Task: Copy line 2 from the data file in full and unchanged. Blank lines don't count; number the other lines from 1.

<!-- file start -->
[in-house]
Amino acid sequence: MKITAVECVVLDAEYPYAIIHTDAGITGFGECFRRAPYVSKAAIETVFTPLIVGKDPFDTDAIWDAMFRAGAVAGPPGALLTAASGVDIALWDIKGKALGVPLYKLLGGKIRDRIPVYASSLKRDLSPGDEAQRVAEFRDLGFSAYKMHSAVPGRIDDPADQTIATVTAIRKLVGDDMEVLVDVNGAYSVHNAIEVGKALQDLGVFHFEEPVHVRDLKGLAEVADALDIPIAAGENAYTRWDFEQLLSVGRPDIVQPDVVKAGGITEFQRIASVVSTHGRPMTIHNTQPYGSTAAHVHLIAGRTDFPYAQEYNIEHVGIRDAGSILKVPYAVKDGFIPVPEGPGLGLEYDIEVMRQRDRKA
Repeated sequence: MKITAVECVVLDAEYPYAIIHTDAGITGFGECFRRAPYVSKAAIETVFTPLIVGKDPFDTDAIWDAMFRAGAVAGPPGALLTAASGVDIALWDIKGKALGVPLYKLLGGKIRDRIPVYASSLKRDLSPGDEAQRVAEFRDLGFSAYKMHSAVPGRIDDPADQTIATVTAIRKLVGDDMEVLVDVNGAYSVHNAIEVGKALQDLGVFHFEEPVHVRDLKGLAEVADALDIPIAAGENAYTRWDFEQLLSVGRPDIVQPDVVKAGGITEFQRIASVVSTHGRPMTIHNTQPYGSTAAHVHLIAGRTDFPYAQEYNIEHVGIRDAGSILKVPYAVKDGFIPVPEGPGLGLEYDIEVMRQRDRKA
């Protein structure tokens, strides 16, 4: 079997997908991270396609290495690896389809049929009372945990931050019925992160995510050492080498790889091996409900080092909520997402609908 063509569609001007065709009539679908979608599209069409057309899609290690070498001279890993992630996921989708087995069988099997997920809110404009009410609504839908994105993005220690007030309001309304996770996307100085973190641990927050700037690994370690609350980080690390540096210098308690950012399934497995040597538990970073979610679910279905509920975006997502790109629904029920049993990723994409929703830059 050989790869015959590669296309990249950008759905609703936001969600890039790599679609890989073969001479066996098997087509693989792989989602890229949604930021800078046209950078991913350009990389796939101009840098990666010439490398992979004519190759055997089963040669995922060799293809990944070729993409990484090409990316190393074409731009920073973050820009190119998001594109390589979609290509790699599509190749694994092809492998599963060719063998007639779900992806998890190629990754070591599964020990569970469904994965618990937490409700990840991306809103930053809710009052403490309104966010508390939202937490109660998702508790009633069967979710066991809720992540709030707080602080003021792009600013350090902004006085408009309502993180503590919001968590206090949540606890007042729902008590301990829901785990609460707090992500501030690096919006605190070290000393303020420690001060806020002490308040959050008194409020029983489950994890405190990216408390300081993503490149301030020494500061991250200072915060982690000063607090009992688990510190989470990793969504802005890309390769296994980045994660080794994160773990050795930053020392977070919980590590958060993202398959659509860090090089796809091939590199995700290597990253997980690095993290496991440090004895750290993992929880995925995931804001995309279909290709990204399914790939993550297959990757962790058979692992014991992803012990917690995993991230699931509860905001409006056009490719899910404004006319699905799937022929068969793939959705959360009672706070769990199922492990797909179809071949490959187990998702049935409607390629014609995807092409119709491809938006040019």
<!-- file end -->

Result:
Amino acid sequence: MKITAVECVVLDAEYPYAIIHTDAGITGFGECFRRAPYVSKAAIETVFTPLIVGKDPFDTDAIWDAMFRAGAVAGPPGALLTAASGVDIALWDIKGKALGVPLYKLLGGKIRDRIPVYASSLKRDLSPGDEAQRVAEFRDLGFSAYKMHSAVPGRIDDPADQTIATVTAIRKLVGDDMEVLVDVNGAYSVHNAIEVGKALQDLGVFHFEEPVHVRDLKGLAEVADALDIPIAAGENAYTRWDFEQLLSVGRPDIVQPDVVKAGGITEFQRIASVVSTHGRPMTIHNTQPYGSTAAHVHLIAGRTDFPYAQEYNIEHVGIRDAGSILKVPYAVKDGFIPVPEGPGLGLEYDIEVMRQRDRKA